Poland plans July IPOs of power group Enea, bank BGZ

WARSAW, May 28 (Reuters) - Poland plans to list shares in power group Enea and bank BGZ in July as its ambitious privatisation plans pick up steam, a deputy treasury minister said on Wednesday.

The government plans to sell new Enea shares in Warsaw bourse's largest initial public offering so far this year worth 2.5-3.0 billion zlotys ($1.16-$1.39 billion), Deputy Treasury Minister Joanna Schmid said in a television interview.

Poland will also float its 37 percent stake in bank BGZ, estimated to be worth several million zlotys. The bank's largest shareholder is Dutch Rabobank [RABN.UL].

"In July we'll have the IPOs of Enea and BGZ and in October the Warsaw Bourse," Schmid said.

The current government, which took office in November, has vowed to jumpstart privatisation that stalled under its conservative predecessors. It wants to raise $14 billion from sales of state stakes in 740 companies over the next four years.

In the first privatisation IPO since the debut of press distributor Ruch RUCH.WA in December 2007, Poland will sell new shares in chemicals producer Tarnow worth some $140 million this month. [ID:nL2891495]

Enea is Poland's first of four state-owned power groups slated for an IPO through a sale of new shares. The treasury originally planned to also list the largest, PGE, this year, but Schimd said its offer would take place next year. (Reporting by Marynia Kruk, writing by Chris Borowski; editing by Rory Channing)

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Poland mulls giving PGNiG stake in chemicals groups

Poland is considering raising its stake in gas distributor PGNiG PGNI.WA in exchange for stakes in state-controlled chemical companies Pulawy PULW.WA or Police PICE.WA, a deputy treasury minister said on Tuesday.

Poland currently has 85 percent of PGNiG but has said it will honour a previous government's commitment to give 13 percent to employees, which would take its stake below the 75 percent level necessary for certain strategic company decisions. "We are ready to raise PGNIG capital and rebuild our holding at the company above the 75 percent level," Deputy Treasury Minister Krzysztof Zuk said in a television interview.

"Higher synergies are visible in case of Police and Pulawy ... We are interested in extending the value chain and increasing margins."

The government controls 50.7 percent of Pulawy and 68.2 percent of Police, which are Poland's two largest fertiliser producers, both heavily dependent on natural gas delivered by PGNiG.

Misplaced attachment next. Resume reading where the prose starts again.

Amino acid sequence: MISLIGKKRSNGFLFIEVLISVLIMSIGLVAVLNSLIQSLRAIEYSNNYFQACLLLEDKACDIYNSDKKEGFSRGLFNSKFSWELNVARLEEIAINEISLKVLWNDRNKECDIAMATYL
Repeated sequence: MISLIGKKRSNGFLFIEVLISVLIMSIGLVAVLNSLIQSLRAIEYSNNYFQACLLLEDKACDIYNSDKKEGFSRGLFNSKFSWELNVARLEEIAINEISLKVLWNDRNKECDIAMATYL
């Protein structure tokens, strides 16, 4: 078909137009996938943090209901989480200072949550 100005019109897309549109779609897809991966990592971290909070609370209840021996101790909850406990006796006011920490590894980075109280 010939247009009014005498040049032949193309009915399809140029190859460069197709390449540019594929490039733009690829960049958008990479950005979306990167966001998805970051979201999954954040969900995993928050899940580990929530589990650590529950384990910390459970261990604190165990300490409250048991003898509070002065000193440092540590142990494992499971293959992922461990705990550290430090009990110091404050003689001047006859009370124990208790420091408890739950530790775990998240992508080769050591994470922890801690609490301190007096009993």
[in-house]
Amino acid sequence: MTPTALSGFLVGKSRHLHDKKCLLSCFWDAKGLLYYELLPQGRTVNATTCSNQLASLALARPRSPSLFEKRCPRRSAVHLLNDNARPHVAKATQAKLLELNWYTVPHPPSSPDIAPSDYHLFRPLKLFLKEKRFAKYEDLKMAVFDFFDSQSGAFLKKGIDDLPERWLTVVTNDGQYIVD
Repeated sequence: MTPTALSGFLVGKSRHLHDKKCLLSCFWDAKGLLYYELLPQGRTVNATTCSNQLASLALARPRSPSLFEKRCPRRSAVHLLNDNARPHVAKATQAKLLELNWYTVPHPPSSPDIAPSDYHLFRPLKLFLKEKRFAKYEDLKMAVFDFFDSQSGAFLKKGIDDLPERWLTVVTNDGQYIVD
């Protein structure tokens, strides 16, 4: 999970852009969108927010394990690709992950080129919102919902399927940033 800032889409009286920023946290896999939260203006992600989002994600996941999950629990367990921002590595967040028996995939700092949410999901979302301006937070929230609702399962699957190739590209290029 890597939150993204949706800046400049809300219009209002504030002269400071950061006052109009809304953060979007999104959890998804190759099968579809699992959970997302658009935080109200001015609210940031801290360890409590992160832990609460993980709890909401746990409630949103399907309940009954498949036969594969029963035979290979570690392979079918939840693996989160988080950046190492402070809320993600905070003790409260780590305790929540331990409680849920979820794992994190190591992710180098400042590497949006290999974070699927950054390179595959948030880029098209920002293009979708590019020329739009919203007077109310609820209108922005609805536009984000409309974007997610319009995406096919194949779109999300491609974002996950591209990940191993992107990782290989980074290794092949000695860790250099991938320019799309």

Zuk said the government was also considering other ways of increasing the state's stake in PGNiG, including swapping shares in another Polish power group.

By 0945 GMT, PGNiG shares had slipped 0.2 percent. They are down 17.7 percent this year, underperforming Warsaw's WIG20 index .WIG20, which has lost 15.6 percent. (Reporting by Patryk Wasilewski, editing by Will Waterman)
Source: reuters.com

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Poland optimistic on meeting euro inflation criteria in 2009 UPDATE

WARSAW (Thomson Financial) - Poland is increasingly optimistic it will meet inflation criteria for joining the euro in time to decide whether to opt in to the ERM-2 currency grid in 2009, its finance minister said on Monday.

Minister Jacek Rostowski has declined to rule out joining the pre-euro currency mechanism next year, saying that the country will need to be sure of meeting the criteria on price stability after a jump in recent months.

'I am more and more optimistic that we will meet the inflation criteria next year,' he told a business roundtable meeting organised by The Economist.

'We want to join ERM-2 when the economy will be extremely well-prepared to join the euro.'

Poland agreed to adopt the euro when it joined the European Union in 2004 and has free rein on when it enters ERM-2. It has to spend two years in the currency grid before applying to join the euro zone itself.

The current government, elected late last year, has stopped short of giving a timetable for adopting the single currency, saying only that it will focus on meeting the economic fitness tests required by the Maastricht treaty.

But analysts say that the centre-right cabinet may prove shy of applying to join ERM-2 soon due to the prospect of a general election in 2011 that would come just as its stay in the mechanism was reaching the two-year threshold.

The country of 38 million now fulfils criteria on debt and the budget deficit, and Central Bank Chief Economist Zbigniew Hockuba told Thomson Financial News last week it may well meet the conditions on inflation next year.

'I think that in the second half of this year inflation will start to fall and within a year or two we will meet the criterion, also in terms of sustainability of inflation,' he said.

Maastricht stipulates that applicants for the euro must have inflation which is no higher than 1.5 percentage points above the average of the three EU members with the lowest inflation rates.

With inflation rising steadily over the last year, to 4.1 percent in April, economists say price growth in Poland now hovers on the verge of meeting the criteria but that the relationship should worsen in the next few months.
Source:Piotr Skolimowski, Paweł Sobaczak

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